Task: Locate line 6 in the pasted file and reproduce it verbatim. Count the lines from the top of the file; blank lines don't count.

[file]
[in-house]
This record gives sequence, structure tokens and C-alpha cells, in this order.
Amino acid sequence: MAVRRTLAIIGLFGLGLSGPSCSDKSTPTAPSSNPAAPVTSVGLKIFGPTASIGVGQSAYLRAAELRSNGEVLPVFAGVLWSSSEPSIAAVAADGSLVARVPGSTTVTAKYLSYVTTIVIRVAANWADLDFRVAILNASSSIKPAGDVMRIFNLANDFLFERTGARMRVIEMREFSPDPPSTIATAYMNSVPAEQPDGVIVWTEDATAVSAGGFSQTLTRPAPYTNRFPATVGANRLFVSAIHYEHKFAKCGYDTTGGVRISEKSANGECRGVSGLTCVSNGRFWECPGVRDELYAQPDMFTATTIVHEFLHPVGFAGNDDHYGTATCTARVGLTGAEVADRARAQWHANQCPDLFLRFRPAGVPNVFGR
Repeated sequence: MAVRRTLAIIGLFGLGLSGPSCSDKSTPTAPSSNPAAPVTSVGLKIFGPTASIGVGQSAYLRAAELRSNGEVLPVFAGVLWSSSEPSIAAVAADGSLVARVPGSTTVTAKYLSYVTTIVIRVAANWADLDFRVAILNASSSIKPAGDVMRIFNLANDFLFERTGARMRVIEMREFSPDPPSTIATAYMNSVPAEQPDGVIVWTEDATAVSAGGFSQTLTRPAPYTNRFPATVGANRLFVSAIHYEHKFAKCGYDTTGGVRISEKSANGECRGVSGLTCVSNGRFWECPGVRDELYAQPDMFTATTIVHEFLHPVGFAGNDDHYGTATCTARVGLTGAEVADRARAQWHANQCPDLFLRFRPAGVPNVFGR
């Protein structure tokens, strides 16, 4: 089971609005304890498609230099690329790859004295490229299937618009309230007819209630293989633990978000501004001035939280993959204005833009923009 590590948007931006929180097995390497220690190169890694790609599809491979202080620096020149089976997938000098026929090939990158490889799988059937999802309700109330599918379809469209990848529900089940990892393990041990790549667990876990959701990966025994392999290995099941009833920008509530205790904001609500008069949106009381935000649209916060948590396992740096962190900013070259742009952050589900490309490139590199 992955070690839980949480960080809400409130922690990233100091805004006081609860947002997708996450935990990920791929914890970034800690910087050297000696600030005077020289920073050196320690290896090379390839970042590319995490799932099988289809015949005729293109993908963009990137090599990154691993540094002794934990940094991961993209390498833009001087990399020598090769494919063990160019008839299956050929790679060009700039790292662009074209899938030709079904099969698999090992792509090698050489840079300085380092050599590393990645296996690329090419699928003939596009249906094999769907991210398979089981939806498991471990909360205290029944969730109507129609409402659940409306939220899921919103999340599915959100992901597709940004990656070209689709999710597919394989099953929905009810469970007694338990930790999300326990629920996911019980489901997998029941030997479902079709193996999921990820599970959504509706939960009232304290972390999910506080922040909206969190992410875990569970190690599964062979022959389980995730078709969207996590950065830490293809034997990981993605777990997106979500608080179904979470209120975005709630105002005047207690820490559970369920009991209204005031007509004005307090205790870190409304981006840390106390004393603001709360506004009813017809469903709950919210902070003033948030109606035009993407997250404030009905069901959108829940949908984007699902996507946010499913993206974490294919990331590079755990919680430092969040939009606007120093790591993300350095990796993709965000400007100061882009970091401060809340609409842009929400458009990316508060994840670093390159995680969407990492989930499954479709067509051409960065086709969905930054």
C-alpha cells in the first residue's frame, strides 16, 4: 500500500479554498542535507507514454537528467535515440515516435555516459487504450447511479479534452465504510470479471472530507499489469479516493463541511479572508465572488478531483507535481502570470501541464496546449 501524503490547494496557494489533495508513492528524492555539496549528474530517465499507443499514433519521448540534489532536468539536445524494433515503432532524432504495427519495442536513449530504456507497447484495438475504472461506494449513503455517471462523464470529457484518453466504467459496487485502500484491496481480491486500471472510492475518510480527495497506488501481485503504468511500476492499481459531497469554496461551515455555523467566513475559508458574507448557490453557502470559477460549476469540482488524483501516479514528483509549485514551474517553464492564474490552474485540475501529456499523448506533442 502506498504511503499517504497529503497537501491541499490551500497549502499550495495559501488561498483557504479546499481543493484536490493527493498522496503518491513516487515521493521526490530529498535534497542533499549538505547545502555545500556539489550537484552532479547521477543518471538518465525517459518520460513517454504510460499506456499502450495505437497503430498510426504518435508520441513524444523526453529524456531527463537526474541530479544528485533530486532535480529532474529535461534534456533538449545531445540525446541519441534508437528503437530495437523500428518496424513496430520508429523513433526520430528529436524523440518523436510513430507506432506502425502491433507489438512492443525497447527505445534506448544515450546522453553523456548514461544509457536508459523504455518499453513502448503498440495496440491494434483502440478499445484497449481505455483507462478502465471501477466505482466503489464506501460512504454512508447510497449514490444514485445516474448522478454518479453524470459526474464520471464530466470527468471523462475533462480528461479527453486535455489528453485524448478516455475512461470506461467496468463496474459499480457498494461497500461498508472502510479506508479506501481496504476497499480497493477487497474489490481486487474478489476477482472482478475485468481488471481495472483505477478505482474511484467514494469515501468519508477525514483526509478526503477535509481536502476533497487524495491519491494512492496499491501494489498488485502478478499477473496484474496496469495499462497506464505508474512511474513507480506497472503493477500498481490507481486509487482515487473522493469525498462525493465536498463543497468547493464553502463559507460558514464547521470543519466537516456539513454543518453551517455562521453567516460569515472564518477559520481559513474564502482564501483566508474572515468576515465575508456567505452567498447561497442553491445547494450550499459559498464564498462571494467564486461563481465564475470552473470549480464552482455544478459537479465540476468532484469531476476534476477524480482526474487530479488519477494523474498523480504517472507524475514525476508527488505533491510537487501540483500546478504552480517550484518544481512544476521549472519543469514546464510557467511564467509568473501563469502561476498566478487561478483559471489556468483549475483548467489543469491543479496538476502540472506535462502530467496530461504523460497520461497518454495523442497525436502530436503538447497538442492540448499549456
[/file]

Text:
C-alpha cells in the first residue's frame, strides 16, 4: 500500500479554498542535507507514454537528467535515440515516435555516459487504450447511479479534452465504510470479471472530507499489469479516493463541511479572508465572488478531483507535481502570470501541464496546449 501524503490547494496557494489533495508513492528524492555539496549528474530517465499507443499514433519521448540534489532536468539536445524494433515503432532524432504495427519495442536513449530504456507497447484495438475504472461506494449513503455517471462523464470529457484518453466504467459496487485502500484491496481480491486500471472510492475518510480527495497506488501481485503504468511500476492499481459531497469554496461551515455555523467566513475559508458574507448557490453557502470559477460549476469540482488524483501516479514528483509549485514551474517553464492564474490552474485540475501529456499523448506533442 502506498504511503499517504497529503497537501491541499490551500497549502499550495495559501488561498483557504479546499481543493484536490493527493498522496503518491513516487515521493521526490530529498535534497542533499549538505547545502555545500556539489550537484552532479547521477543518471538518465525517459518520460513517454504510460499506456499502450495505437497503430498510426504518435508520441513524444523526453529524456531527463537526474541530479544528485533530486532535480529532474529535461534534456533538449545531445540525446541519441534508437528503437530495437523500428518496424513496430520508429523513433526520430528529436524523440518523436510513430507506432506502425502491433507489438512492443525497447527505445534506448544515450546522453553523456548514461544509457536508459523504455518499453513502448503498440495496440491494434483502440478499445484497449481505455483507462478502465471501477466505482466503489464506501460512504454512508447510497449514490444514485445516474448522478454518479453524470459526474464520471464530466470527468471523462475533462480528461479527453486535455489528453485524448478516455475512461470506461467496468463496474459499480457498494461497500461498508472502510479506508479506501481496504476497499480497493477487497474489490481486487474478489476477482472482478475485468481488471481495472483505477478505482474511484467514494469515501468519508477525514483526509478526503477535509481536502476533497487524495491519491494512492496499491501494489498488485502478478499477473496484474496496469495499462497506464505508474512511474513507480506497472503493477500498481490507481486509487482515487473522493469525498462525493465536498463543497468547493464553502463559507460558514464547521470543519466537516456539513454543518453551517455562521453567516460569515472564518477559520481559513474564502482564501483566508474572515468576515465575508456567505452567498447561497442553491445547494450550499459559498464564498462571494467564486461563481465564475470552473470549480464552482455544478459537479465540476468532484469531476476534476477524480482526474487530479488519477494523474498523480504517472507524475514525476508527488505533491510537487501540483500546478504552480517550484518544481512544476521549472519543469514546464510557467511564467509568473501563469502561476498566478487561478483559471489556468483549475483548467489543469491543479496538476502540472506535462502530467496530461504523460497520461497518454495523442497525436502530436503538447497538442492540448499549456